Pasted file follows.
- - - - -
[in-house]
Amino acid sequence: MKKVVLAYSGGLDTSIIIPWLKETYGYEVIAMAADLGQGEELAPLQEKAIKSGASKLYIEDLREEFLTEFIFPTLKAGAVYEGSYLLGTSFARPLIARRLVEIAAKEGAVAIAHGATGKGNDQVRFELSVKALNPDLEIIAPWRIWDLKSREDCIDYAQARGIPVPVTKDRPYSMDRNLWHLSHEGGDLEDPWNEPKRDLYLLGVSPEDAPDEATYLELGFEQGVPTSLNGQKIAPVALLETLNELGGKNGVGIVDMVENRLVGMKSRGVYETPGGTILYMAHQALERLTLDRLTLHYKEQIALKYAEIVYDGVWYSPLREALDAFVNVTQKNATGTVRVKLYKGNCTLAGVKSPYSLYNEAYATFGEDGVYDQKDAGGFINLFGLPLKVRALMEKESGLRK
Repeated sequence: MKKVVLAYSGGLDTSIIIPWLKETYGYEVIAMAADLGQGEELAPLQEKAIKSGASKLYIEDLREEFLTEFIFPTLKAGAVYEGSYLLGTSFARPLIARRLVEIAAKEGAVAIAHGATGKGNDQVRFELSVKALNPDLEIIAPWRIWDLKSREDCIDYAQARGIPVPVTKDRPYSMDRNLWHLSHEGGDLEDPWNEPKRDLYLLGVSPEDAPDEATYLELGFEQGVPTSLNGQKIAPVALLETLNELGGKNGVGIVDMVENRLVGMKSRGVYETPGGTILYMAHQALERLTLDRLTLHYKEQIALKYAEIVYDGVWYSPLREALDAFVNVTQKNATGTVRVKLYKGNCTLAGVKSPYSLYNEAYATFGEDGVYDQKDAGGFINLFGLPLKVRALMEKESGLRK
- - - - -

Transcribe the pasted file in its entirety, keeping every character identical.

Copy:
[in-house]
Amino acid sequence: MKKVVLAYSGGLDTSIIIPWLKETYGYEVIAMAADLGQGEELAPLQEKAIKSGASKLYIEDLREEFLTEFIFPTLKAGAVYEGSYLLGTSFARPLIARRLVEIAAKEGAVAIAHGATGKGNDQVRFELSVKALNPDLEIIAPWRIWDLKSREDCIDYAQARGIPVPVTKDRPYSMDRNLWHLSHEGGDLEDPWNEPKRDLYLLGVSPEDAPDEATYLELGFEQGVPTSLNGQKIAPVALLETLNELGGKNGVGIVDMVENRLVGMKSRGVYETPGGTILYMAHQALERLTLDRLTLHYKEQIALKYAEIVYDGVWYSPLREALDAFVNVTQKNATGTVRVKLYKGNCTLAGVKSPYSLYNEAYATFGEDGVYDQKDAGGFINLFGLPLKVRALMEKESGLRK
Repeated sequence: MKKVVLAYSGGLDTSIIIPWLKETYGYEVIAMAADLGQGEELAPLQEKAIKSGASKLYIEDLREEFLTEFIFPTLKAGAVYEGSYLLGTSFARPLIARRLVEIAAKEGAVAIAHGATGKGNDQVRFELSVKALNPDLEIIAPWRIWDLKSREDCIDYAQARGIPVPVTKDRPYSMDRNLWHLSHEGGDLEDPWNEPKRDLYLLGVSPEDAPDEATYLELGFEQGVPTSLNGQKIAPVALLETLNELGGKNGVGIVDMVENRLVGMKSRGVYETPGGTILYMAHQALERLTLDRLTLHYKEQIALKYAEIVYDGVWYSPLREALDAFVNVTQKNATGTVRVKLYKGNCTLAGVKSPYSLYNEAYATFGEDGVYDQKDAGGFINLFGLPLKVRALMEKESGLRK